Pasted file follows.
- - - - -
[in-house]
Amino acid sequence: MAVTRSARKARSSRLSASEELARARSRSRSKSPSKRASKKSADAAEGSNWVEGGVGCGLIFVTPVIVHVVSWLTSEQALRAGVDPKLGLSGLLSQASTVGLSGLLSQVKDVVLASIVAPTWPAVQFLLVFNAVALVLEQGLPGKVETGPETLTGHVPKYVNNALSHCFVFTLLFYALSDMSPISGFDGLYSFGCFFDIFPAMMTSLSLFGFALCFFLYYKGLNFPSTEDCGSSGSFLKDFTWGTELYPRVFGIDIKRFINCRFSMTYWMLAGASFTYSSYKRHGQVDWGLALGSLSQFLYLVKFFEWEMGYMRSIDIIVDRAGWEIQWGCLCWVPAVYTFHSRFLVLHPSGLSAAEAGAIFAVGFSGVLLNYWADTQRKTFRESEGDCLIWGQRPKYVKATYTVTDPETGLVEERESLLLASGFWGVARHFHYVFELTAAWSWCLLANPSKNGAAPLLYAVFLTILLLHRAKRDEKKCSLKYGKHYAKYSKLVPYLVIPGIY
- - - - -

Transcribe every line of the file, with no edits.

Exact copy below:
[in-house]
Amino acid sequence: MAVTRSARKARSSRLSASEELARARSRSRSKSPSKRASKKSADAAEGSNWVEGGVGCGLIFVTPVIVHVVSWLTSEQALRAGVDPKLGLSGLLSQASTVGLSGLLSQVKDVVLASIVAPTWPAVQFLLVFNAVALVLEQGLPGKVETGPETLTGHVPKYVNNALSHCFVFTLLFYALSDMSPISGFDGLYSFGCFFDIFPAMMTSLSLFGFALCFFLYYKGLNFPSTEDCGSSGSFLKDFTWGTELYPRVFGIDIKRFINCRFSMTYWMLAGASFTYSSYKRHGQVDWGLALGSLSQFLYLVKFFEWEMGYMRSIDIIVDRAGWEIQWGCLCWVPAVYTFHSRFLVLHPSGLSAAEAGAIFAVGFSGVLLNYWADTQRKTFRESEGDCLIWGQRPKYVKATYTVTDPETGLVEERESLLLASGFWGVARHFHYVFELTAAWSWCLLANPSKNGAAPLLYAVFLTILLLHRAKRDEKKCSLKYGKHYAKYSKLVPYLVIPGIY